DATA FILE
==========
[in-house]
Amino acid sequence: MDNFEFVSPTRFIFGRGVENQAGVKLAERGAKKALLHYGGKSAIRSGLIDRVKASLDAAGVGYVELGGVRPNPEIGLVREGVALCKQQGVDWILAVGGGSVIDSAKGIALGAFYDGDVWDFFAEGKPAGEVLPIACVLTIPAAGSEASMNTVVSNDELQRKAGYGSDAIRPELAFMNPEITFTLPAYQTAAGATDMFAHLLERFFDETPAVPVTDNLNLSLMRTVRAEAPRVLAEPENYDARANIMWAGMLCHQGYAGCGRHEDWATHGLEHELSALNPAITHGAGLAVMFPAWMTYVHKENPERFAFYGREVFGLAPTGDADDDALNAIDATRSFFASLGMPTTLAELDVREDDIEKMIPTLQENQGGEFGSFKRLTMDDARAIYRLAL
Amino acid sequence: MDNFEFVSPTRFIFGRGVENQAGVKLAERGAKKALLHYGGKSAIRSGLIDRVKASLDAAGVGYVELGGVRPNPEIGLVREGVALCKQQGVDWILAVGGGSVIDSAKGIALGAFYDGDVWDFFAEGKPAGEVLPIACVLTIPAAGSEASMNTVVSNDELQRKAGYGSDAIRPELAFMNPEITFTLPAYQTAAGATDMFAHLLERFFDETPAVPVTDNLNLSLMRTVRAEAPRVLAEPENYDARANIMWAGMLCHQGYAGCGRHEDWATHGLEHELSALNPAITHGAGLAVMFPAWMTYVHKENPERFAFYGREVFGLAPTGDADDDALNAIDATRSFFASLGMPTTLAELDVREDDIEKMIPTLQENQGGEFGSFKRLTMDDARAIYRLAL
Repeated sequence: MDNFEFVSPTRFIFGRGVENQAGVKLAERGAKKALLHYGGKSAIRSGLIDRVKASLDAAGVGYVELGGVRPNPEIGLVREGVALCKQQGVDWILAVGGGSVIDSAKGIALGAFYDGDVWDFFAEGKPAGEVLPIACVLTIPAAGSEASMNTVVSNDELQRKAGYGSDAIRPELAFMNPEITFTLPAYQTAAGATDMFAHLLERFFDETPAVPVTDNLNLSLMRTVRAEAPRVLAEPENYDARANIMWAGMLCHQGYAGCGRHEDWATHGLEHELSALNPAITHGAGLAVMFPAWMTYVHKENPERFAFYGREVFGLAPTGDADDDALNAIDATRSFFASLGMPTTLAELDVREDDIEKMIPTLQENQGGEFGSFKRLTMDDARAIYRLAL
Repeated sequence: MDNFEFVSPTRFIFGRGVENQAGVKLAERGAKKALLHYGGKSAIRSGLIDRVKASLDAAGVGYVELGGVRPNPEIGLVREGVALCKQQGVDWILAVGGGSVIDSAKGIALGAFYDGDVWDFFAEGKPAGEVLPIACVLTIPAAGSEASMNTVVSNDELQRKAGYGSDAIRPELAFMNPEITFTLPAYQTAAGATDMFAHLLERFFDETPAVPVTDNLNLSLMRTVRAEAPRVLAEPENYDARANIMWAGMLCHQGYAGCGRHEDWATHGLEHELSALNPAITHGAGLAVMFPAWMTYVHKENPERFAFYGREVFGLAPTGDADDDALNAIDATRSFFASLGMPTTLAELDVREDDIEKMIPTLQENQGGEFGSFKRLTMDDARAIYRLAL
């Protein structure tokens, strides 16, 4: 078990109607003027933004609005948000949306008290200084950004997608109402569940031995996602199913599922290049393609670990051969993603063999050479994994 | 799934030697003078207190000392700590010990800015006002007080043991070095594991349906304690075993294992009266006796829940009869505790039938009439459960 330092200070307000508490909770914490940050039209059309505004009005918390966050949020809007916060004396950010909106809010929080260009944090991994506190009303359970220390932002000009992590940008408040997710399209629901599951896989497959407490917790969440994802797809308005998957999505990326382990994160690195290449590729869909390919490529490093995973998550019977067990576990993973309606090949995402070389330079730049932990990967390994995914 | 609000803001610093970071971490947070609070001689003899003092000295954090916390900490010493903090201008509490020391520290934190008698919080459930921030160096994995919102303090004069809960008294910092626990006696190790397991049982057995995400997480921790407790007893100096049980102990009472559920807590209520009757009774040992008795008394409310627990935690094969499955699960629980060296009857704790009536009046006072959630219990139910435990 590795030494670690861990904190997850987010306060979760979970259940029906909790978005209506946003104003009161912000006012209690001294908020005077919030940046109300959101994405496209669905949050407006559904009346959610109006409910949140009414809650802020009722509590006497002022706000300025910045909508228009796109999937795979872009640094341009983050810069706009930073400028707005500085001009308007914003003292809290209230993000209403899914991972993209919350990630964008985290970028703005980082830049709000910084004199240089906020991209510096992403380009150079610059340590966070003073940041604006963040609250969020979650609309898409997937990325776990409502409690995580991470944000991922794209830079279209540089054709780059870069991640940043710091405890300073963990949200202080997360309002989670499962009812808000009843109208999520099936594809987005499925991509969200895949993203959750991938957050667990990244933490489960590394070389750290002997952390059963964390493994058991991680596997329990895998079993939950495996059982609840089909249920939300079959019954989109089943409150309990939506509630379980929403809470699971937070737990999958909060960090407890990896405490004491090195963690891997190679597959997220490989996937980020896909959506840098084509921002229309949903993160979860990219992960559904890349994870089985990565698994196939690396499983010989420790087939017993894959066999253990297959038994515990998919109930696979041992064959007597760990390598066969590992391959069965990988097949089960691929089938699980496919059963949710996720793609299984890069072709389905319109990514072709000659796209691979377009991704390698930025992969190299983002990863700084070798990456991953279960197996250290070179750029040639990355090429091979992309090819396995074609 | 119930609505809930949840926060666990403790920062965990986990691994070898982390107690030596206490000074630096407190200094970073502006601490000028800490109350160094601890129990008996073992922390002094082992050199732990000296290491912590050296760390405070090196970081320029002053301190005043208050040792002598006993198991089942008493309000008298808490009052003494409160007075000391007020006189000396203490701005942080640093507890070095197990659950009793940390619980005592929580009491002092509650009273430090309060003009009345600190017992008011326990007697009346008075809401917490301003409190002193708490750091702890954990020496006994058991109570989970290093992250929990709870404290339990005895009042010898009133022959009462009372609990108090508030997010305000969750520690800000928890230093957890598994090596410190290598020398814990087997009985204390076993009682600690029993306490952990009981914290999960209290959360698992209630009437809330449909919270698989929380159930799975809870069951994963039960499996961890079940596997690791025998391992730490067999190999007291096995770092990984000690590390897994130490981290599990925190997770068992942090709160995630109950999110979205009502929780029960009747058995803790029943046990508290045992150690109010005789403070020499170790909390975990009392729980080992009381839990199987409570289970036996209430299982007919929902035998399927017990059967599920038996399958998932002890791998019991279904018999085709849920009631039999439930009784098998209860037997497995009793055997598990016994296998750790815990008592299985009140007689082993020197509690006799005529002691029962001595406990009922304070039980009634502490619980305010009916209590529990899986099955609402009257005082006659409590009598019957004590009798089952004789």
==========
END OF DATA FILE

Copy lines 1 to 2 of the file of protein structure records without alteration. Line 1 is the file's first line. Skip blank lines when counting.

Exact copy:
[in-house]
Amino acid sequence: MDNFEFVSPTRFIFGRGVENQAGVKLAERGAKKALLHYGGKSAIRSGLIDRVKASLDAAGVGYVELGGVRPNPEIGLVREGVALCKQQGVDWILAVGGGSVIDSAKGIALGAFYDGDVWDFFAEGKPAGEVLPIACVLTIPAAGSEASMNTVVSNDELQRKAGYGSDAIRPELAFMNPEITFTLPAYQTAAGATDMFAHLLERFFDETPAVPVTDNLNLSLMRTVRAEAPRVLAEPENYDARANIMWAGMLCHQGYAGCGRHEDWATHGLEHELSALNPAITHGAGLAVMFPAWMTYVHKENPERFAFYGREVFGLAPTGDADDDALNAIDATRSFFASLGMPTTLAELDVREDDIEKMIPTLQENQGGEFGSFKRLTMDDARAIYRLAL